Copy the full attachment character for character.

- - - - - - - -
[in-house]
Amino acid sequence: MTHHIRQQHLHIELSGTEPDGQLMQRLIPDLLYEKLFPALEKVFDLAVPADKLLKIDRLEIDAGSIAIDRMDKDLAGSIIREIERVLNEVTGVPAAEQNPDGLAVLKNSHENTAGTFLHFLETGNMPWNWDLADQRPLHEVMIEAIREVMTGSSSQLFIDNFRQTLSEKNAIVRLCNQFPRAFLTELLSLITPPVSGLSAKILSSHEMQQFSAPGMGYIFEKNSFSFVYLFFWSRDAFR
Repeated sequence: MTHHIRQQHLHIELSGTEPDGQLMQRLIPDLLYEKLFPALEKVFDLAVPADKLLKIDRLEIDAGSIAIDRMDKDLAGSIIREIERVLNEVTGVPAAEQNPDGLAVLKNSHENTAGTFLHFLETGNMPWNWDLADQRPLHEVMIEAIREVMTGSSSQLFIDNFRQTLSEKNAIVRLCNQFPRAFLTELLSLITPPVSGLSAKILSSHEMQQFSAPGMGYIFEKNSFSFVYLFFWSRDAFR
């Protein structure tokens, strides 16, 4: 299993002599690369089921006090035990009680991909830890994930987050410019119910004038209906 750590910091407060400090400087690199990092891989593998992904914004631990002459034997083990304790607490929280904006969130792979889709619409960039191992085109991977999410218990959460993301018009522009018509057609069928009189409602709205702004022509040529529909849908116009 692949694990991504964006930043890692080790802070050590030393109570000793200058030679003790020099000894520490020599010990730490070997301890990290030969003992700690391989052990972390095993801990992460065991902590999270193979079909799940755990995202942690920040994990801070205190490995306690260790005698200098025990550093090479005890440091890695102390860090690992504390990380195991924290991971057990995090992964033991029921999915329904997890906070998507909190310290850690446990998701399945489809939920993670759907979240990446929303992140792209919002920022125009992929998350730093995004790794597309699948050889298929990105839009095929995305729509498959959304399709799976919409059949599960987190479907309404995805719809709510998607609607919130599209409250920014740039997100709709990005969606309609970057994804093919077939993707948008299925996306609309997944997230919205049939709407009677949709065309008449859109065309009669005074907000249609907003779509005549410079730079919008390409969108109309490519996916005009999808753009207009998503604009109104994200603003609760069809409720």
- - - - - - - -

[in-house]
Amino acid sequence: MTHHIRQQHLHIELSGTEPDGQLMQRLIPDLLYEKLFPALEKVFDLAVPADKLLKIDRLEIDAGSIAIDRMDKDLAGSIIREIERVLNEVTGVPAAEQNPDGLAVLKNSHENTAGTFLHFLETGNMPWNWDLADQRPLHEVMIEAIREVMTGSSSQLFIDNFRQTLSEKNAIVRLCNQFPRAFLTELLSLITPPVSGLSAKILSSHEMQQFSAPGMGYIFEKNSFSFVYLFFWSRDAFR
Repeated sequence: MTHHIRQQHLHIELSGTEPDGQLMQRLIPDLLYEKLFPALEKVFDLAVPADKLLKIDRLEIDAGSIAIDRMDKDLAGSIIREIERVLNEVTGVPAAEQNPDGLAVLKNSHENTAGTFLHFLETGNMPWNWDLADQRPLHEVMIEAIREVMTGSSSQLFIDNFRQTLSEKNAIVRLCNQFPRAFLTELLSLITPPVSGLSAKILSSHEMQQFSAPGMGYIFEKNSFSFVYLFFWSRDAFR
């Protein structure tokens, strides 16, 4: 299993002599690369089921006090035990009680991909830890994930987050410019119910004038209906 750590910091407060400090400087690199990092891989593998992904914004631990002459034997083990304790607490929280904006969130792979889709619409960039191992085109991977999410218990959460993301018009522009018509057609069928009189409602709205702004022509040529529909849908116009 692949694990991504964006930043890692080790802070050590030393109570000793200058030679003790020099000894520490020599010990730490070997301890990290030969003992700690391989052990972390095993801990992460065991902590999270193979079909799940755990995202942690920040994990801070205190490995306690260790005698200098025990550093090479005890440091890695102390860090690992504390990380195991924290991971057990995090992964033991029921999915329904997890906070998507909190310290850690446990998701399945489809939920993670759907979240990446929303992140792209919002920022125009992929998350730093995004790794597309699948050889298929990105839009095929995305729509498959959304399709799976919409059949599960987190479907309404995805719809709510998607609607919130599209409250920014740039997100709709990005969606309609970057994804093919077939993707948008299925996306609309997944997230919205049939709407009677949709065309008449859109065309009669005074907000249609907003779509005549410079730079919008390409969108109309490519996916005009999808753009207009998503604009109104994200603003609760069809409720």